Not very easy at all, as it turns out. I placed a dozen calls at a cost of £9 to a variety of quiz channels - including four each to The Mint and Quiz Call. I never got further than a recorded message, which in the case of the former, said: "Welcome to The Mint where every call costs just 75p from a BT landline. Let's see if we can put you through to one of our studio phone lines. [A collective groan is heard.] Sorry, you didn't get through this time. But don't forget, you can now enter our weekly prize draw to win £1,000. All you need to do is call [an 0901 number] and answer a simple question about an ITV show. All calls to this number cost £1 from a BT landline. Please note you have been charged for this call."

Clear enough. However, critics of this type of programming claim that by offering an additional free way of entering the competitions via their websites - which is typically advertised on a ticker at the bottom of the screen, as well as intermittently by the hosts - broadcasters are taking advantage of a legal loophole which allows them to operate their quizzes as "prize competitions", when in fact they should be reclassified as lotteries and subject to laws governing gambling.

Earlier this year, the Treasury said that it was considering tightening the rules that apply to quiz shows, in part to protect compulsive gamblers. Experts say approximately 5% of gamblers exhibit signs of addiction and there is little doubt that, with the lure of big cash prizes and easy access via the telephone, such shows can appeal to them. This is illustrated by a posting a fortnight ago on the gambling charity GamCare's forum: "One night I went on a quiz TV show and, when it was 50p a go, made over 90 calls and got thru once and got it wrong [sic]!"

ITV Play's Van Rest acknowledges the risks to compulsive gamblers but emphasises he is doing everything possible to tackle them. "We insert messages into the telephone system so that if viewers make 20 phone calls, at the start of the call a voice warns that their number has made 20 calls - it's like a headmaster's voice over the tannoy and it repeats at 40, 60, 80 and 100 calls. Our customer services team ring people when we think there's an irregular call pattern. In the end, we're not looking for binge players. We're looking for the mass market who play a little on a regular basis."

TV quizzes involving the use of premium-rate phone lines are overseen by three watchdogs: Icstis, the premium rate services regulator, Ofcom and, since the 2005 Gambling Act, the Gambling Commission. A spokeswoman for Icstis denied reports last week that they were investigating quiz TV services. "We have had a very low level of complaints - about 80 so far this year about quiz television in general," she said. "Just to put it in context, for subscription services we had about 6,700." What did she make of my dozen failed attempts to get on air? "It is a game. You are taking part in a competition, so there's no guarantee you are going to get through."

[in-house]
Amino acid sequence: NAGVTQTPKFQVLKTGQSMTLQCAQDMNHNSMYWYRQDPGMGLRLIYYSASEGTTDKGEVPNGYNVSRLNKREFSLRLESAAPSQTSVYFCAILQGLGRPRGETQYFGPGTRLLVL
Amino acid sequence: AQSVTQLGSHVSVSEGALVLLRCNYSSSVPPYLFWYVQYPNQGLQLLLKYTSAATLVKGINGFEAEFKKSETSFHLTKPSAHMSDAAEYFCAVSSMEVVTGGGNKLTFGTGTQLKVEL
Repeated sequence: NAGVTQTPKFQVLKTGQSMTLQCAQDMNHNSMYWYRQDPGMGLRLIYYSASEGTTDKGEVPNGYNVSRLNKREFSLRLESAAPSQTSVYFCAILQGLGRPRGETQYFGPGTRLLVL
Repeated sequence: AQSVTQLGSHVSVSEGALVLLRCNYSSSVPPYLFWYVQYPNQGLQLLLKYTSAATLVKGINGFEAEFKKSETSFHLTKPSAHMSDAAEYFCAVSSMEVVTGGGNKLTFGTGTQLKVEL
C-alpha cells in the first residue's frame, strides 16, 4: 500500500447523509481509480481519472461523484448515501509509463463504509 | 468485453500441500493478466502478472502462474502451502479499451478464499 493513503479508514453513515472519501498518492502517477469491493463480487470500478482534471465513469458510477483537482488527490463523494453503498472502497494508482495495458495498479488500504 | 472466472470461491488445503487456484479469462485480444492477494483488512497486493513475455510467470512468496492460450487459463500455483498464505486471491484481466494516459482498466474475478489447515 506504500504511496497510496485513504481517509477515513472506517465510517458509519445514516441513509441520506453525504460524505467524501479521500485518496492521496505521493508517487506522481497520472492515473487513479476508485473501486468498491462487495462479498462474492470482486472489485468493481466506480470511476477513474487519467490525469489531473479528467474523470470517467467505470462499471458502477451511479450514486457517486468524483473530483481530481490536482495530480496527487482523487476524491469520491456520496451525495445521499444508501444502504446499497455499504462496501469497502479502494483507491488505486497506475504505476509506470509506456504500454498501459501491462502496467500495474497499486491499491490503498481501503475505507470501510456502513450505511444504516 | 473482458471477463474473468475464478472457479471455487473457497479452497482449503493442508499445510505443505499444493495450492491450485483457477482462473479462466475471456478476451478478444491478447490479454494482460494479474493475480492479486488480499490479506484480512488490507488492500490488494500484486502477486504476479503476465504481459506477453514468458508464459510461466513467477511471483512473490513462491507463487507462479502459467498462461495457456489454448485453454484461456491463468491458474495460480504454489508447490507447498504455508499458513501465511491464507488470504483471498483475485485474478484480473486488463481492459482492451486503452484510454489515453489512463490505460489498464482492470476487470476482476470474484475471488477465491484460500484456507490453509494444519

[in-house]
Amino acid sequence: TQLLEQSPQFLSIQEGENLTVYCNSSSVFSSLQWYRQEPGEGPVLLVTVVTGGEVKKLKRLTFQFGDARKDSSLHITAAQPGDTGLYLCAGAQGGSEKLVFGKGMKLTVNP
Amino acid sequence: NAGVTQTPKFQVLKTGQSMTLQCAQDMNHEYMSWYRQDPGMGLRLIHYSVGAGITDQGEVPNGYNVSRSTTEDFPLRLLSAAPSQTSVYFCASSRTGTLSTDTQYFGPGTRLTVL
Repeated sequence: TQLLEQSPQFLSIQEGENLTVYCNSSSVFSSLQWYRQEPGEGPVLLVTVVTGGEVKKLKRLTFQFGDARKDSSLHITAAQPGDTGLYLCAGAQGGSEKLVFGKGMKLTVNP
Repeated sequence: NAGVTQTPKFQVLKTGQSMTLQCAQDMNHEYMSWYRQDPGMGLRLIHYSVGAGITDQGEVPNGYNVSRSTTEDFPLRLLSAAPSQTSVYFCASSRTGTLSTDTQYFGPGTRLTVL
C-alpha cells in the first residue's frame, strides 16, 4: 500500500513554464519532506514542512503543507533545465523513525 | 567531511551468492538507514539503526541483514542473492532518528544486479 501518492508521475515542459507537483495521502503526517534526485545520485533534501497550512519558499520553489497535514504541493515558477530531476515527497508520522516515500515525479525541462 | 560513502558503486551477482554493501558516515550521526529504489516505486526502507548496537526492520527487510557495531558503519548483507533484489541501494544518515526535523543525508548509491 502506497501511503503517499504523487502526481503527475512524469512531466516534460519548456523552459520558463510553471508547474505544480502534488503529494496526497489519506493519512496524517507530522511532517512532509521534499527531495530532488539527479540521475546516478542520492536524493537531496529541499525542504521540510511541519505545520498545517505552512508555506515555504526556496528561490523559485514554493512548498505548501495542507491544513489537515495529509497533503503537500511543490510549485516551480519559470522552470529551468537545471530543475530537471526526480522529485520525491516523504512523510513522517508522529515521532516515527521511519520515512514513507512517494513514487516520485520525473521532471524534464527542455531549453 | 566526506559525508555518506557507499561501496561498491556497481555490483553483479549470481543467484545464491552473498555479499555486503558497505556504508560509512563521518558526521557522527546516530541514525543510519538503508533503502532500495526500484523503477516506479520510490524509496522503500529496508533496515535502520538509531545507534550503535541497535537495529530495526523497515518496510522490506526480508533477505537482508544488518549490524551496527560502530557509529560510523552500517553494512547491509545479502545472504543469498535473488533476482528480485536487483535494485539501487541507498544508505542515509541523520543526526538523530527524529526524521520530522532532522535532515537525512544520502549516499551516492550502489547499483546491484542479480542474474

The Gambling Commission has recently issued a consultation document that will seek to clarify the law around prize competitions and draws - including TV quiz shows. It is thought this will lead to the toughening up of regulations. "The law is unclear on the distinction between lotteries, prize competitions and free draws," Tom Kavanagh, the commission's deputy chief executive, said. "This results in some organisers running what may well be unregulated and unlicensed lotteries."

Crystal ball

A spokeswoman for Ofcom denied that they were specifically investigating this sector, adding that, although they have received in excess of 500 complaints about quiz programmes broadcast so far this year (which include complaints referred to Icstis), complaints appear to have tailed off since extra guidance was published in April. However, it is understood that the watchdog will be launching a consultation of its own later this year to ensure participation TV - including quiz shows - complies with the broadcasting code.

Meanwhile, it's hour two at The Mint and Brian is now caressing a crystal ball for no discernible reason. "It's Malcolm from the Wirral," says a gruff voice. "What's your answer, please?" asks Brian, somehow managing to sound like he cares. "Time-lord," guesses Malcolm, wrongly as it turns out. Another caller. "It's Jenny from Barnsley. Is it time-capsule?" Brian groans. "Oh Jenny," he says, "it'd better be." I know how he feels. On this occasion Jenny is unlucky, but it doesn't matter. There are plenty more where she came from.